The shoemaker’s heroic scale dwarfs the tiny shoes aligned on the workbench and hung on the walls, and overwhelms the miniature-sized room in which he works. The whole scene is organized in a flat pattern of angular elements, all in saturated color. The cobbler’s geometric, exaggerated shoulder line signals both strength and concentration of purpose. His gigantic hands—oversized even in relation to his huge frame—are central to conveying the story of his power and single-mindedness.
2. Shoe-Makers in Lexington Kentucky, Pre-1900
The making of shoes was one of the skilled labors performed by slaves throughout the South. Once slavery ended, former slaves used the skill in their businesses that were often operated out of their homes. Later, the industrial manufacturing and mass production of shoes would greatly reduce the number of individual shoemakers.
Here the names of some African American shoemakers in Lexington, KY, pre-1900:
- Sally A. Jackson was a shoe binder who lived on E. Short Street between N. Mulberry and Walnut. She was a free person and is listed in the Directory of the City of Lexington and County of Fayette for 1838 & ’39.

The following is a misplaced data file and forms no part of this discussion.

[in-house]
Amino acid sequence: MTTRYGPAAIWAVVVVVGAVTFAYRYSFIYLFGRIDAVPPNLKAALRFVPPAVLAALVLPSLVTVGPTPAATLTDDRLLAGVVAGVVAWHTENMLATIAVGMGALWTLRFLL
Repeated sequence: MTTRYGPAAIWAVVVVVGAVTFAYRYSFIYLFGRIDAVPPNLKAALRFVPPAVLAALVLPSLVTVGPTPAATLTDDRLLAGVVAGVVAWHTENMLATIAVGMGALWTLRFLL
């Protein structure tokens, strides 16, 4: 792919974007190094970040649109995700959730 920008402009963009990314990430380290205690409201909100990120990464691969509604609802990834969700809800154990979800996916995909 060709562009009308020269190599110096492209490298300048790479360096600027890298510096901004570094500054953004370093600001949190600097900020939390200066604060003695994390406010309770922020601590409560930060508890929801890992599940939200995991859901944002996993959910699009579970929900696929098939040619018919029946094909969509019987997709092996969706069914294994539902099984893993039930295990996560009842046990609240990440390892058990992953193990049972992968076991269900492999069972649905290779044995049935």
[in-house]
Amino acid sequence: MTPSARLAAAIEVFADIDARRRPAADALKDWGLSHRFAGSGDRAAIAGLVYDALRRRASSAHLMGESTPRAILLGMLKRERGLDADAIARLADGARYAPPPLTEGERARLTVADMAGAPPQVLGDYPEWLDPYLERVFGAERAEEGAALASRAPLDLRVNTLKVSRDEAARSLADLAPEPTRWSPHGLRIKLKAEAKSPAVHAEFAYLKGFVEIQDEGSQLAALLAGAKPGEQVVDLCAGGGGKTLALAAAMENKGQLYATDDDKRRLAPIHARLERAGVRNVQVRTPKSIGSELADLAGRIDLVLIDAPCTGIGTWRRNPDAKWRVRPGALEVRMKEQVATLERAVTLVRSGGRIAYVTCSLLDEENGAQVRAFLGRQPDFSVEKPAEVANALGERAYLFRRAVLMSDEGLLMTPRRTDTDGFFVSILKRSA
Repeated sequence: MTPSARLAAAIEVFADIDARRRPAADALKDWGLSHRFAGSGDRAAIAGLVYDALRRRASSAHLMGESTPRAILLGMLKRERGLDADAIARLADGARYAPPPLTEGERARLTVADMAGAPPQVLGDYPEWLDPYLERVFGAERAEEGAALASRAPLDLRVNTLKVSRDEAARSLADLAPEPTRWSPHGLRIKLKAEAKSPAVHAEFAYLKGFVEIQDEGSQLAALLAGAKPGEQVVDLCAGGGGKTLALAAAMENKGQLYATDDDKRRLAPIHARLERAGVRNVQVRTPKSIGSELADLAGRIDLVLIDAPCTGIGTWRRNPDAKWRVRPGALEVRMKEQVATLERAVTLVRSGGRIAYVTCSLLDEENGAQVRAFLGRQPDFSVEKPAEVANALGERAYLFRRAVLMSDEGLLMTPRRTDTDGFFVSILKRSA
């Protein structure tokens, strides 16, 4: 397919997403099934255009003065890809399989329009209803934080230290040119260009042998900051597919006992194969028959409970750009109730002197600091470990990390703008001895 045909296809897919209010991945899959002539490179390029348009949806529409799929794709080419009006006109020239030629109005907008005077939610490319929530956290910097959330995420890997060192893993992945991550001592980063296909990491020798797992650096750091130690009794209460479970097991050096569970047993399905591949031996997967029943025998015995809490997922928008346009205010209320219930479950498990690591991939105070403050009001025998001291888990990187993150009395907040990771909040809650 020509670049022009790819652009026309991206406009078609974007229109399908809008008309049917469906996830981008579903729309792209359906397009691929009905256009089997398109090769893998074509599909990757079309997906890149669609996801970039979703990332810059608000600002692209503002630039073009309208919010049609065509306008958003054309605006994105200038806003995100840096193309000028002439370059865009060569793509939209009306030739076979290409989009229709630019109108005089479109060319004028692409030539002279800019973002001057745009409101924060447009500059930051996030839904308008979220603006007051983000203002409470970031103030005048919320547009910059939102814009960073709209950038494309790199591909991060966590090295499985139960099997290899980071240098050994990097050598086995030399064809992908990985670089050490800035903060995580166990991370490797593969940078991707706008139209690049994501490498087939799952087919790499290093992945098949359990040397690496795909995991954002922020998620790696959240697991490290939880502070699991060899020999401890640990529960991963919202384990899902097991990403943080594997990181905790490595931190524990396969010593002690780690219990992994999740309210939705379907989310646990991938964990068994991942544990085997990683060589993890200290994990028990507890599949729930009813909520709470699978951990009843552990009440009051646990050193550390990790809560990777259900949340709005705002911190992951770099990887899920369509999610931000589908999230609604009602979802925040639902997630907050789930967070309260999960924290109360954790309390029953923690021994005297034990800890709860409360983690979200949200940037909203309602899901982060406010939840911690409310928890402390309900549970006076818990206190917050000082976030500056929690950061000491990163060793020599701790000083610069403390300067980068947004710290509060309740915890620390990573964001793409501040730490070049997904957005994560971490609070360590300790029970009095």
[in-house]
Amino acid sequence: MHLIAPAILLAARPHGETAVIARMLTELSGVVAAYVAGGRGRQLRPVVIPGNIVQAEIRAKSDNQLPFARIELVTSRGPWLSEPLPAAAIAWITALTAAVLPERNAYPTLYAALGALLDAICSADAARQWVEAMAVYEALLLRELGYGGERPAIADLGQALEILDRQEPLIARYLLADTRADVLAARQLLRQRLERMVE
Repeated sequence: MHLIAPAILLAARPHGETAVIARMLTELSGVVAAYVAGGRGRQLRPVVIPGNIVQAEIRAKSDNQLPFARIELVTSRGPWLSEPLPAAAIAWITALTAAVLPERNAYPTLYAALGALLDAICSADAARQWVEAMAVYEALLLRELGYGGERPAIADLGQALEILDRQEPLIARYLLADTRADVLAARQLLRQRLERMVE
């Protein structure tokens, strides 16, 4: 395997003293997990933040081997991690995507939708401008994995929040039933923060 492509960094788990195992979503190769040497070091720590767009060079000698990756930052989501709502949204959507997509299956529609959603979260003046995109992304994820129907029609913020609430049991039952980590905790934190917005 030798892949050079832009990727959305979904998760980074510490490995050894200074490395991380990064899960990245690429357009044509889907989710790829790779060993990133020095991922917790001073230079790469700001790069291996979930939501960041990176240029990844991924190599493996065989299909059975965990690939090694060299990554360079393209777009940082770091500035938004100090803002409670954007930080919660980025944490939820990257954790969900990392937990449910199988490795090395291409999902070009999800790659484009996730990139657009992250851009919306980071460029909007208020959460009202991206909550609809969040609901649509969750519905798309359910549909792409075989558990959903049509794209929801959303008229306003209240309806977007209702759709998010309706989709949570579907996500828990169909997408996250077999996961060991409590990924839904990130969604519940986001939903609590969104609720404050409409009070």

- Micajah M. Mason was a shoemaker who lived on W. Water Street between N. Mill and Broadway. He is listed as a free man in the 1838-39 directory, and in the 1859-60 directory when he lived on E. S. Mulberry between Short and Barr Streets.
- Edward Oliver was a boot and shoe maker. He lived at 4 E. Water Street and is listed as free in the 1838-39 directory.
- William Tanner, a shoe maker, lived on E. Short Street between Walnut and Bank Streets. He is listed as free in the 1838-39 directory.
Sources:© 2011 The Jacob and Gwendolyn Lawrence Foundation, Seattle / Artists Rights Society (ARS), New York
For just over $300, you can create the illusion of a second story in a small living space. This mural may delight onlookers, but it defies any advance by would-be climbers.
The collaborative design team of a Paris-based fashion house, Maison Martin Margiela and another French company, L’Atelier d’Exercices, have produced objects for the home that mix irony, mystery and humor.
The latest, an atmospheric staircase, would add wit and misdirection to any room and would bring a new dimension to a cramped studio apartment. The mural measures 7.4 feet by 3.9 feet.
Information and photo from: